Bethlehem Press

Saturday, October 21, 2017

Feds release pipeline statement

Thursday, April 20, 2017 by CHRIS PARKER TNEDITOR@TNONLINE.COM in Local News

A proposed 118-mile natural gas pipeline that would snake through parts of Carbon, Luzerne and Northampton counties would “result in some adverse environmental impacts,” the federal government says.

But those impacts would be reduced to “less-than-significant levels” provided the pipeline company follows the government’s recommendations and its own proposed mitigation measures.

That’s the bottom line of the Federal Energy Regulatory Commission’s final environmental impact statement of the PennEast Pipeline Project.

The next step, said FERC spokeswoman Celeste M. Miller, will be for FERC to review all of the information before making a final decision.

“The commission will consider the entire record, including the comments and final environmental impact statement, and then make a decision on the application,” she said.

It was unclear Friday how long that process will take.

FERC’s statement, released Friday, drew cheers from Penn East.

The final environmental impact statement “(validates) after nearly three years of scientific review and input from numerous stakeholders that the approximately 120-mile underground natural gas pipeline can be built with little impact on the environment,” the company said in a press release Friday.

The statement is the “last major federal regulatory hurdle for PennEast Pipeline prior to an anticipated favorable order from FERC commissioners that would result in approval of the project,” it said.

PennEast expects that order to come this summer.

The company’s plans call for the pipeline to run through Lower Towamensing, Towamensing, Kidder and Penn Forest townships in Carbon County.

The Kidder Township Zoning Hearing Board gave conditional approval to a special exception application for a compressor station in the township.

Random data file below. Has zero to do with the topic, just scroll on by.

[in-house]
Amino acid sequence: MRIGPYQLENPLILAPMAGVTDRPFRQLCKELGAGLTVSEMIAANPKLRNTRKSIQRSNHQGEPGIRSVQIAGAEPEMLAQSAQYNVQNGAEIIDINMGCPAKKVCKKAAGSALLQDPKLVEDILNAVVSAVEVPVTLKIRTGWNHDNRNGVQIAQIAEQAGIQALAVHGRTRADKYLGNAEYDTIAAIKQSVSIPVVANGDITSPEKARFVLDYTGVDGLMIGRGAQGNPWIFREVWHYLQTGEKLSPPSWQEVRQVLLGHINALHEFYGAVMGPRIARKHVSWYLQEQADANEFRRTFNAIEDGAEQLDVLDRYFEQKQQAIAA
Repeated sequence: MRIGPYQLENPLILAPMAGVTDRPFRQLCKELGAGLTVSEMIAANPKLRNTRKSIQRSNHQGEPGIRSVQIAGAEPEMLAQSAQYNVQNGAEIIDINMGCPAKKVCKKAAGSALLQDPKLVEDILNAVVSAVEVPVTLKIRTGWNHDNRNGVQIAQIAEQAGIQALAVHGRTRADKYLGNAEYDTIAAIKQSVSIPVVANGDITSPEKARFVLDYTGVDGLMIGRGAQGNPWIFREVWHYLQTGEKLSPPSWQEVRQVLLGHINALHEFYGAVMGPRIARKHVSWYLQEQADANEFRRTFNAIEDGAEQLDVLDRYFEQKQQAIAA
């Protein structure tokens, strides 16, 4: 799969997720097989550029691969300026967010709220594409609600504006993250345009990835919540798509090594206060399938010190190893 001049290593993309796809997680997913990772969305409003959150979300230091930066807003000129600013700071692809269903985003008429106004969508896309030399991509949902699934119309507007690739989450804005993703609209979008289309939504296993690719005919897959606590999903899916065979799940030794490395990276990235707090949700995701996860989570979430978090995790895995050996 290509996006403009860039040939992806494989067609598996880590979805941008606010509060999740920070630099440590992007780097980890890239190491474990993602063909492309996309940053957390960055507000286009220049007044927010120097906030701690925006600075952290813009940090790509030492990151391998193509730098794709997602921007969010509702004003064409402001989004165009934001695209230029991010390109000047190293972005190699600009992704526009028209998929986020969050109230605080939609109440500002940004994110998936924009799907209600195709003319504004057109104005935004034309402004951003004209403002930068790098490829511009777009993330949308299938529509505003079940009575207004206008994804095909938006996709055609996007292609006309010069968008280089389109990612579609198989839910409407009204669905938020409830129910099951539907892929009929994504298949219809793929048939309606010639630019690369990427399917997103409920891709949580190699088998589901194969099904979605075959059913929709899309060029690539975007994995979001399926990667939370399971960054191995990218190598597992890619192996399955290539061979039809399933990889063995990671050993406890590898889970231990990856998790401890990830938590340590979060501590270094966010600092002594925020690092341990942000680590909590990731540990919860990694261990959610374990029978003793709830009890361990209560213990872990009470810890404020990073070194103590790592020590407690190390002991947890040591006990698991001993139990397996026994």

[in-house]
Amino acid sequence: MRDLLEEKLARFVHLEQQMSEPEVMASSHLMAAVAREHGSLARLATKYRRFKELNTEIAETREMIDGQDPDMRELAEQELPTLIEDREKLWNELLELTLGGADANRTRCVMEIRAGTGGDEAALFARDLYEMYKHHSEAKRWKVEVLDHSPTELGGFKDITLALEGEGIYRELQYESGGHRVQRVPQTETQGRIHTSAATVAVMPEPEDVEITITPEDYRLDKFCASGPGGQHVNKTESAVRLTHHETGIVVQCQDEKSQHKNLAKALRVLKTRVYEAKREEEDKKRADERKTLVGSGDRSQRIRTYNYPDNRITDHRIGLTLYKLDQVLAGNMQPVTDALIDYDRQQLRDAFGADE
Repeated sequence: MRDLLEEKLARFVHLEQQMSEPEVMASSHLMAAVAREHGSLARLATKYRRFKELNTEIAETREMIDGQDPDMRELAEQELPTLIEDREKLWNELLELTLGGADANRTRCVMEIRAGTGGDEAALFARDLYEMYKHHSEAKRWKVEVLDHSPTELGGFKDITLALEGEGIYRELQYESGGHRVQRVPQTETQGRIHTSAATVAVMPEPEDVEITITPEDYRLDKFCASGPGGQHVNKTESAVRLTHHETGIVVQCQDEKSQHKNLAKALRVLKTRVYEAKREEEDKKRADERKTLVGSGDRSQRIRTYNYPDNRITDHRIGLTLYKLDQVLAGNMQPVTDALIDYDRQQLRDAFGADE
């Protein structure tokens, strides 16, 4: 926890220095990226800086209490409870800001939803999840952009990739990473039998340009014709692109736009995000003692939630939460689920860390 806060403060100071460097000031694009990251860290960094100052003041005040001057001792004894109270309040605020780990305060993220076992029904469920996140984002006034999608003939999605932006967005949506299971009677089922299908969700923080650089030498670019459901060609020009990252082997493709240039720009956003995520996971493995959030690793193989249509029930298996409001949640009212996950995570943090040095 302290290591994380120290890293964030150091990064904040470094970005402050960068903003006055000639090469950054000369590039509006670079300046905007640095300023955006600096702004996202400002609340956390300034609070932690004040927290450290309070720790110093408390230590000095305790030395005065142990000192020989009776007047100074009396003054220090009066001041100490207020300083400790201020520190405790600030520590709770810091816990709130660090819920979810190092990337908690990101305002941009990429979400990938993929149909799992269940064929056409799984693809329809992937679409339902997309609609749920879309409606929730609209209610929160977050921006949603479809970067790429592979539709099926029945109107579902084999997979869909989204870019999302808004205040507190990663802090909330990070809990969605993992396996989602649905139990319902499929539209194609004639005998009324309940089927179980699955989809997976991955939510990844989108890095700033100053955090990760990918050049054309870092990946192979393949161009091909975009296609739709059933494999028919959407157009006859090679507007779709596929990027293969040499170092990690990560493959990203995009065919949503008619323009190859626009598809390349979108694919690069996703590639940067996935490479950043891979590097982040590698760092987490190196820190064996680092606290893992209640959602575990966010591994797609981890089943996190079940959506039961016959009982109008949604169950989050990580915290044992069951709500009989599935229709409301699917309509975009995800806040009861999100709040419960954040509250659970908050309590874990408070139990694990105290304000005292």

FERC is the second of two federal agencies to give the project an environmental green light.

In February, Pennsylvania Department of Environmental Protection, which issued a water quality certification to the project.

The approvals, Dat Tran, chairman of PennEast’s Board of Managers said, “have affirmed that PennEast Pipeline’s construction and ongoing operations will not harm the environment, including waterways.”

Tran lauded his firm’s project.

“Federal regulators have once again determined that PennEast Pipeline can deliver enormous benefits for the region, including lower electric and gas bills, thousands of jobs, enhanced reliability, and direct access to one of the most abundant and affordable supplies of clean-burning natural gas in all of North America, while doing so with little impact on the environment,” he said. “The thorough review conducted by federal regulators assessed impacts on everything from safety to water resources to air quality and wildlife. Their finding is a clear win for the region, business competitiveness, economic growth and job creation.”

But Linda Christman, president of pipeline opposition group Save Carbon County, vowed to keeping fighting.

“(FERC) had so many mistakes and omissions in the original environmental impact statement. It was so lacking in key information that the Environmental Protection Agency recommended they issue a supplemental statement,” she said.

“I don’t imagine FERC has corrected the environmental impact statement in this final document. So, we’ll be going forward with bad decisions based on bad information.

“Just because they’ve issued this final environmental impact statement, this pipeline is still a long way from being built,” Christman said. “This fight is not over.”